Discounted cash flow approach: the valuation is the net present value of the future cash flow (over the next 3 to 5 years), which is estimated thanks to the same model used for computing the investment need.
Pros: provides the most tailored picture of the company, takes into account all its specific factors, allows business decision making and scenario analysis.
Cons: complicated to implement, effort to defend the assumptions both at a business level (future clients, future costs, etc.) and at a technical level (discount rate to compute the present value, long term growth rate)
There is no absolute best approach. Comparative methods are easy, but leave behind much company-specific information, while discounted cash flow ones enable you to adopt good monitoring practice, but are more difficult to defend. However, we could set aside the asset based methods, which are usually unsuitable for startups. They are designed for companies whose future is linked mostly to their current assets, whether because they are being liquidated or for their specific business (e.g.: real estate agencies).
The solution we adopted is a weighted average of comparative and discounted cash flow valuations (you can check our full methodology here). This approach highlights both market and business specific aspects, showing the most complete picture of the company in its environment.
KNOW WHAT TO SAY
Now that we’ve prepared the ingredients, let’s proceed with the recipe: you need to present your project to investors, showing them that you are able to fulfil your promises and bring you company to success.
First thing you must keep in mind: investors are human beings, they are people like you and me. They deserve to be treated with respect, but you are not begging for their money. You are offering them the opportunity to invest in you and your project, but as they choose among different startups, so you can choose among different investors.
Stress the fact that the possibility to invest will not be open forever, follow-up after each step of the screening process, never accept just a no, but ask for feedback if they communicate they are not going to fund you.
On your side, transparency should be a value. You should provide investors with a clear picture of you company, stressing past results and how these ensure you will be able to fulfil the promises for future achievements.
Overselling is dangerous, you will be perceived as detached from reality, and, even if the investment goes through, you will lose credibility if you do not live up to your statements.
Underselling, on the other hand, decreases the probability of closing, as you are expected to be ambitious with regard to your business, being the first person to believe in it. Just be honest and, at the same time, confident of your potential and your strengths.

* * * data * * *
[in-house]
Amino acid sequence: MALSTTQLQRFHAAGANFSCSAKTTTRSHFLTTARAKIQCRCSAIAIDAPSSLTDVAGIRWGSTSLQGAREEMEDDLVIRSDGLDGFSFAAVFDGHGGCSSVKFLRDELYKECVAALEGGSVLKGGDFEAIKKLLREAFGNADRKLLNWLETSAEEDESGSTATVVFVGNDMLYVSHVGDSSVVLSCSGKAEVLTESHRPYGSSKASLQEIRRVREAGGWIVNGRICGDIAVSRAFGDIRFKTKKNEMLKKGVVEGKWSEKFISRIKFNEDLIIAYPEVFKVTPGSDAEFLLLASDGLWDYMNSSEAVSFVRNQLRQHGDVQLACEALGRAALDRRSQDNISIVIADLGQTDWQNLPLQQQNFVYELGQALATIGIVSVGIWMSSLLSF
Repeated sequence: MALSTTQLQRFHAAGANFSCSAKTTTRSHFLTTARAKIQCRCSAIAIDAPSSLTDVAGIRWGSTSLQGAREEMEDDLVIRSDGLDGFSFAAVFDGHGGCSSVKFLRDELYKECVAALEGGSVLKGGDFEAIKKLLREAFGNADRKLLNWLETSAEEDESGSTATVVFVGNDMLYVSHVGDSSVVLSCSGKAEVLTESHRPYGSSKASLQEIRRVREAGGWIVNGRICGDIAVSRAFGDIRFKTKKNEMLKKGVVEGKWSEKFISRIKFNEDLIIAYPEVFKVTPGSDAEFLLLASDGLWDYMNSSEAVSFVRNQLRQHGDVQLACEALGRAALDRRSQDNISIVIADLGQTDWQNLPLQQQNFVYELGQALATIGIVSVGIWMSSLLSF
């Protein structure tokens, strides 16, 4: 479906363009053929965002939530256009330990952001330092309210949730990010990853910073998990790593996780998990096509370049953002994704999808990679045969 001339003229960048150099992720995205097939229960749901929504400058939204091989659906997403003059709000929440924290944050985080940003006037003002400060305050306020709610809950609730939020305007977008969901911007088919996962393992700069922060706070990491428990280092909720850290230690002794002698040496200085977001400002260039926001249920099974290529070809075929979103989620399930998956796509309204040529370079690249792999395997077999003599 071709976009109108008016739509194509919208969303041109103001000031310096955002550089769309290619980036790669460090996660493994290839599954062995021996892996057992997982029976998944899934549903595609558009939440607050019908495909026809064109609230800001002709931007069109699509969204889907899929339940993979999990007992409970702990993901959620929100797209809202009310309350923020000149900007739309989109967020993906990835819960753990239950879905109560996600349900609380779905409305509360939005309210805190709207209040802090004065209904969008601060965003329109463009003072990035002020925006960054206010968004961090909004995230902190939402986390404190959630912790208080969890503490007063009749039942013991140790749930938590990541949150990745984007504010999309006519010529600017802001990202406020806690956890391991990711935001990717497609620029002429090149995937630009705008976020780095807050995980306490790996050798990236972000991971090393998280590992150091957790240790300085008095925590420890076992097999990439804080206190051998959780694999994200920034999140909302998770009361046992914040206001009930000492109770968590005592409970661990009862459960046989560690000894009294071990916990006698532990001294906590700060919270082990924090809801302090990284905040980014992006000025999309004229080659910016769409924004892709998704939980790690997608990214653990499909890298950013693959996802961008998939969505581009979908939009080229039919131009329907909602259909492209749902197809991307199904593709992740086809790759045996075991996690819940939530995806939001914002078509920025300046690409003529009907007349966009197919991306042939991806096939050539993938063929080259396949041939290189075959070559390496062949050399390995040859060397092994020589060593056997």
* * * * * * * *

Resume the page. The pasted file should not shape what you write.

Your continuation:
Both in presenting your idea and in negotiating the deal, storytelling and valuation must go together and be consistent, as numbers are just numbers without a story behind them. Enthrall investors with a compelling story, supported by your pitch-deck, and impress them showing that there is sensible reasoning behind what you are saying. You will have to defend these hypotheses, both for your credibility and for negotiating your valuation.
In these regards, let’s bust a myth:
There is no way to sensibly boost your fair valuation.
Comparative approaches may allow you to tweak it by playing with the peer selection, and you could intervene on the business assumptions of the discounted cash flow model to increase the projected cash. In any case, you should be able to defend any choice you will take in these terms, so the more daring they are, the harder it will be to justify them.
Closing the deal and defining the final market valuation will consist in demonstrating your assumptions are reasonable or intervening on them along with the investors to reach an agreement. In fact, you may also extend the discussions to the clauses of the term sheet, the working document which describes the financial and legal agreement between the investors and the company. Granting extra-rights to investors in terms of voting or future cash (coming from dividends or exit) will enable you to negotiate a higher market valuation, at a premium on the fair one, but should be carefully calibrated, as their presence might just be postponing the same effects of the lower valuation.
Fundraising, if done with the right instruments and with clear ideas in mind, is an exciting moment in startup life. You are reaching out and getting challenged about every single aspect of your business, which gives you the opportunity to reflect about all of its elements. Tell your story, refine it pitch by pitch, and have it consistent with your valuation assumptions: this will lead to successfully raise what you need at the fairest price in terms of equity. Then, with those resources, you can finally go and crunch it!
BY LUCA TREVISAN